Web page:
How to Use Cards to Connect with Clients

Writing cards on a personal level is a practice I’ve done for years. It was only a few years ago, I realized writing cards is an effective and personal way to stay engaged in my professional life as well.

While the points of the previous article, 7 Ways to Write Cards to Keep You Connected, is more for personal use, this article is specific to the unique ways professionals can stay connected, helpful and in touch with their existing and new clients.

Using Cards to be a Resource and Guide

Sending a card with a helpful study, article or guide is a good reason to connect and stay top of mind as a resource to your clients.

I’m on the lookout for things that would  be helpful to the people I serve. So when I come across an article in a magazine or online, I go to the effort to cut it out or print it (if printing is allowed, many websites have print options), enclose it in a card with a simple, “I saw this article and thought of the work you are doing on project ABC. I thought this might add some insight.”

This could be done nicely among every industry. For example, real estate agents can send relevant articles on tips for staging a home while navigating life with small children or pets.

It is easier to send a link via email, but studies keep showing many of us engage, connect and retain things we read offline significantly more than we do online.

Below I show how I’ve used cards + inserts to connect with new and existing clients.

Using Cards to be A Consultant

Alan Weiss gives my favorite definition of a consultant. According to Mr. Weiss, “consultants improves the client’s condition.”

I try to think of my role as a consultant to the people I want to work with. How can everything I do, including the cards I send, improve their condition?

Often, I send helpful packets composed of a card, an educational piece, and a product sample.

In the sales world, there is a saying, “Be a resource, not a rep.” Reps are known for being “sales-y.” Doctors and managers duck into the nearest office when the sales-y “rep” comes down the hall, the one who is always looking for a sale. We all avoid that guy.

But when the rep who constantly solves problems walks down the hall, the doors open a lot easier.

I found that sending letters with educational material and/or samples with instructions makes it easier to follow up in a way that is genuine and helpful.

Instead of writing a lengthy email, I confirm they’ve received the packet and check in to see if they have questions on use.

Using Cards as a Follow Up

We may only have a few minutes to meet with our client, whether that is in person or on the phone. Everyone is busy. Whether it’s an incoming call or a meeting or a customer, time with clients is often cut short. There is always something that does not get said.

I could send an email but following up with a card leaves a lasting impression. Studies done by the USPS and direct marketing associations reveal direct mail creates greater trust, stays around longer and is cognitively easier for your client to understand. I can appreciate the last point. So many days I cannot stand to look at the screen for One. More. Minute!

Following up with a card is a great way to:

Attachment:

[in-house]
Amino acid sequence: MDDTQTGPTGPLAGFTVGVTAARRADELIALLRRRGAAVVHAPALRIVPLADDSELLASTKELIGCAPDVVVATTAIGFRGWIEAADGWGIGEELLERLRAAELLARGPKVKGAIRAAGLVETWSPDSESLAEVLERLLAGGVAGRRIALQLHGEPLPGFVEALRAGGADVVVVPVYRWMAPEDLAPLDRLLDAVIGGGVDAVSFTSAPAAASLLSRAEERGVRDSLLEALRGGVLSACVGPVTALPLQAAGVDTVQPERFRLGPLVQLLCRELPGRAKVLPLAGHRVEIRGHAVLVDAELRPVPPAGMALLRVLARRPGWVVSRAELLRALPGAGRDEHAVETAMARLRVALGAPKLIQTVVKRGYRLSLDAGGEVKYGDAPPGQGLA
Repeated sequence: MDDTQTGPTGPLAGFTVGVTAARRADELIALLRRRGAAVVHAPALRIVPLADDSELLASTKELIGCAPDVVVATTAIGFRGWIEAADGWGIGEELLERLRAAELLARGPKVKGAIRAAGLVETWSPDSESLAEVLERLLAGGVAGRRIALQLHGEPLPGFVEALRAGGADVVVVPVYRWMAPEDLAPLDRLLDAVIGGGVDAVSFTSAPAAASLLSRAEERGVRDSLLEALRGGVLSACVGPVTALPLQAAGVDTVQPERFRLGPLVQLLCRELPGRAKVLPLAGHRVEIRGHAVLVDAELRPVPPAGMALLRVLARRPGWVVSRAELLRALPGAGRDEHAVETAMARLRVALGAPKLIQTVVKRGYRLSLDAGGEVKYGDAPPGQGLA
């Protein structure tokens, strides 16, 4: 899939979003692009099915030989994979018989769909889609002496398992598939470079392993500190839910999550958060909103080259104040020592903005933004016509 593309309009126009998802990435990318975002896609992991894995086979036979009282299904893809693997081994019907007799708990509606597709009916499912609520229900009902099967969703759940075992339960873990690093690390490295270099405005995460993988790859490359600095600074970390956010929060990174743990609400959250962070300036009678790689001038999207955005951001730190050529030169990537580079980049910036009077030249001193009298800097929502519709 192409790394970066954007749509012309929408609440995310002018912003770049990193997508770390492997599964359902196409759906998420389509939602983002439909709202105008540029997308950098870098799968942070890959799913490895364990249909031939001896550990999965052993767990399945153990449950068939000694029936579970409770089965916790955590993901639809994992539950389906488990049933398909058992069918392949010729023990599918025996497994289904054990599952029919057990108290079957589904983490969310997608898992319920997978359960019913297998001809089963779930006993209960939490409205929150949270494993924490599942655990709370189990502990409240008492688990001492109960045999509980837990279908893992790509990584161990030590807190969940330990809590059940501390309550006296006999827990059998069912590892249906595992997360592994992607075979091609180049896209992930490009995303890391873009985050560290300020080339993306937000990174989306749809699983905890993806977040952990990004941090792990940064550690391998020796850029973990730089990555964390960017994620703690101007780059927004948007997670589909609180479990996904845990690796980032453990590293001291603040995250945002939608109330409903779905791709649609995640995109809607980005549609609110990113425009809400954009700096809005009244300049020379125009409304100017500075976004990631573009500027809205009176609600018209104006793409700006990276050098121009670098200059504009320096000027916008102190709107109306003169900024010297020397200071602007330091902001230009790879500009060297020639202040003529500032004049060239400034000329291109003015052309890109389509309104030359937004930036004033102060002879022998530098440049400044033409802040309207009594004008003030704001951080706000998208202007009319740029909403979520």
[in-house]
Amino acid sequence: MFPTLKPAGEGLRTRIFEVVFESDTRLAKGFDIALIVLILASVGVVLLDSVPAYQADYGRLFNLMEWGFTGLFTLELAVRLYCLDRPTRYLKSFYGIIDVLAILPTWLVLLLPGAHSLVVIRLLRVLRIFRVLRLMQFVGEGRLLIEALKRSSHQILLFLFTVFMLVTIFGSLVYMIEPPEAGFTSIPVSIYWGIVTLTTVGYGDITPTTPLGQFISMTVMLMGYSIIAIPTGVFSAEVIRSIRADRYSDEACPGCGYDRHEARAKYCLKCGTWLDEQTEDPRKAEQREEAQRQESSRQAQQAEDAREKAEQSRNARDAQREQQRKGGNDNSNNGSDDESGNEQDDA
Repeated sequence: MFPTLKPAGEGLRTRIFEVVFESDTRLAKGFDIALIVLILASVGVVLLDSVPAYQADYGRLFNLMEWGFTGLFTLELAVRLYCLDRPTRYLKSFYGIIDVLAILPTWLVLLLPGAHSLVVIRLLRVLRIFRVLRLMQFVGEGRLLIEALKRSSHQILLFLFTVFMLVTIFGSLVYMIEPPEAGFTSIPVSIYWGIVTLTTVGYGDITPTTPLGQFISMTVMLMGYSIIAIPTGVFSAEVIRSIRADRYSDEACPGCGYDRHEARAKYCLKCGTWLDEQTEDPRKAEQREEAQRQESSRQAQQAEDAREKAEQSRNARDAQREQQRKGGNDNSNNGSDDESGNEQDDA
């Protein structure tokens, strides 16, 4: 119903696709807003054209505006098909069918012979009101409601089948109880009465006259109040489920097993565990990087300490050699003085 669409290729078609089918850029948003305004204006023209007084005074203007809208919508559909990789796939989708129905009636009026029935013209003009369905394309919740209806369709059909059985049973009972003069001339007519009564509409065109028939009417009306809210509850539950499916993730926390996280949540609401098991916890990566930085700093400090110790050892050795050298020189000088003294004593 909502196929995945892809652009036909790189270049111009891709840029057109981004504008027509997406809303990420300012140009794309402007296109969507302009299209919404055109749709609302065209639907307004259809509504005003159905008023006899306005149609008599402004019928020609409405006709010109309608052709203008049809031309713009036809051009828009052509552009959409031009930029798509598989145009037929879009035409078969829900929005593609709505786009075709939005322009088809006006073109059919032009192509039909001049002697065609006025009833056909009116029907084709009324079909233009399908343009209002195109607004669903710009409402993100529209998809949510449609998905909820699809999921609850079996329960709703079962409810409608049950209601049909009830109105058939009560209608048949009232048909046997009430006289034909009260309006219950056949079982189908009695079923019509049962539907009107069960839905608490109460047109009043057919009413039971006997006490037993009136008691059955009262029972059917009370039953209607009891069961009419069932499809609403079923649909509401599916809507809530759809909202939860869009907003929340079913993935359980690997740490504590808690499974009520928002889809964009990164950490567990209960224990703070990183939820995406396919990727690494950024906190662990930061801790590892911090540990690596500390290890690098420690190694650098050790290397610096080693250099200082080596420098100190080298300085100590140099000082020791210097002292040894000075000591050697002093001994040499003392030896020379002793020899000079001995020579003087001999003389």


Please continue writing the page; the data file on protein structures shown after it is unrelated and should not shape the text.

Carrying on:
• Express appreciation for their time
  • Recap the next steps (very briefly)
  • Add in a follow up. “In our conversation, we didn’t cover xyz. I think this will be helpful for you…”
  • If appropriate, include something relevant and helpful. I’ll include a “usage guide,” an abstract of a study, a brochure, or some other tip sheet relevant to what I’m doing.

Using Cards to Connect to New Clients

It can be hard to get in front of the person you need to talk to, whether that is in business or some other venture. One way I get around this is sending out education material directly relevant to the person I want to connect with. If it is appropriate, I’ll send a sample of a product as well.

I found that sending letters with educational material and/or samples with instructions makes it easier to follow up in a way that is genuine and helpful.

After waiting a week or so, I will follow up with a simple email, such as, I wanted to follow up to make sure you received xxx in the mail. Do you have questions about it I could answer? This is often where the connection is made.

People are busy so they may not initiate an email even after receiving the sample. But with that final follow up, I will receive a response from the people who have resonated with the product/service and want more information.

Even if the response, “thanks, but no thanks,” the door is opened for me to reply with a sincere thanks for their time and response. People are busy with very full lives! If someone takes the time to reach out with a ‘no thank you’ I’m not going to let that opportunity pass me by to appreciate them for responding. They may have a need for me at a future date.

According to direct mail statistics, marketing mail is kept in a household for an average of 17 days. That’s marketing mail, not personal cards. That’s a lot more time for your connections to think of you, when you enclose a personal card along with the business literature.

Of course, I’m biased, but I’m a big believer in beautiful cards. They are a bit of art to brighten the client’s day (and desk), while also keeping you at the top of their mind. You can browse the selection of my cards here at the shop.

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